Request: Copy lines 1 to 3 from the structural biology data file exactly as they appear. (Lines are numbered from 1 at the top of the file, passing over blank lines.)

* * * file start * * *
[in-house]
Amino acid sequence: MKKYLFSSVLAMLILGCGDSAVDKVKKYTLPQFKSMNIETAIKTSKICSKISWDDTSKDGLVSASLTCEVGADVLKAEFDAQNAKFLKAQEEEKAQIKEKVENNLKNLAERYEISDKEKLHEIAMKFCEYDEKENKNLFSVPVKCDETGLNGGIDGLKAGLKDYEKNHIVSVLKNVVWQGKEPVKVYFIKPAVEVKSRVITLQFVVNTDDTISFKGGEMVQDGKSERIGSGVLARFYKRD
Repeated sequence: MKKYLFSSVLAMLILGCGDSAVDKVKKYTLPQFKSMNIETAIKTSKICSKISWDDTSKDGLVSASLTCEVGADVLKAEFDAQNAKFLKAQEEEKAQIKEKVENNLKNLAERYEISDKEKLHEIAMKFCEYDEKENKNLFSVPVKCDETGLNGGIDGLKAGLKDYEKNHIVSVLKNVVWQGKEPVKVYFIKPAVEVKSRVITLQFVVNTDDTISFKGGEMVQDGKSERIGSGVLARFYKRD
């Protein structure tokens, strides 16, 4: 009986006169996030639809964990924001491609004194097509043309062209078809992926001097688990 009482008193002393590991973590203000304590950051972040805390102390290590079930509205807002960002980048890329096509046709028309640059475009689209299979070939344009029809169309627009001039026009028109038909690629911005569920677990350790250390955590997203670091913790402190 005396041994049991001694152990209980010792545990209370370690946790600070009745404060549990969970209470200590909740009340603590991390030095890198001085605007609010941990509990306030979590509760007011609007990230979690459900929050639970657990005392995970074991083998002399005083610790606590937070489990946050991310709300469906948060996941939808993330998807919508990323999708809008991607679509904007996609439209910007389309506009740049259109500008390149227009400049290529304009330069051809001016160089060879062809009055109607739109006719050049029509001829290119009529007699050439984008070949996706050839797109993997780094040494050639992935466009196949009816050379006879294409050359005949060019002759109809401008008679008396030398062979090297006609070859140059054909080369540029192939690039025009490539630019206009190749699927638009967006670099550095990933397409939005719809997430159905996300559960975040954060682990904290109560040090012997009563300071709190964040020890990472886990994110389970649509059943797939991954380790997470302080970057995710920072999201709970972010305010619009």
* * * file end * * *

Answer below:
[in-house]
Amino acid sequence: MKKYLFSSVLAMLILGCGDSAVDKVKKYTLPQFKSMNIETAIKTSKICSKISWDDTSKDGLVSASLTCEVGADVLKAEFDAQNAKFLKAQEEEKAQIKEKVENNLKNLAERYEISDKEKLHEIAMKFCEYDEKENKNLFSVPVKCDETGLNGGIDGLKAGLKDYEKNHIVSVLKNVVWQGKEPVKVYFIKPAVEVKSRVITLQFVVNTDDTISFKGGEMVQDGKSERIGSGVLARFYKRD
Repeated sequence: MKKYLFSSVLAMLILGCGDSAVDKVKKYTLPQFKSMNIETAIKTSKICSKISWDDTSKDGLVSASLTCEVGADVLKAEFDAQNAKFLKAQEEEKAQIKEKVENNLKNLAERYEISDKEKLHEIAMKFCEYDEKENKNLFSVPVKCDETGLNGGIDGLKAGLKDYEKNHIVSVLKNVVWQGKEPVKVYFIKPAVEVKSRVITLQFVVNTDDTISFKGGEMVQDGKSERIGSGVLARFYKRD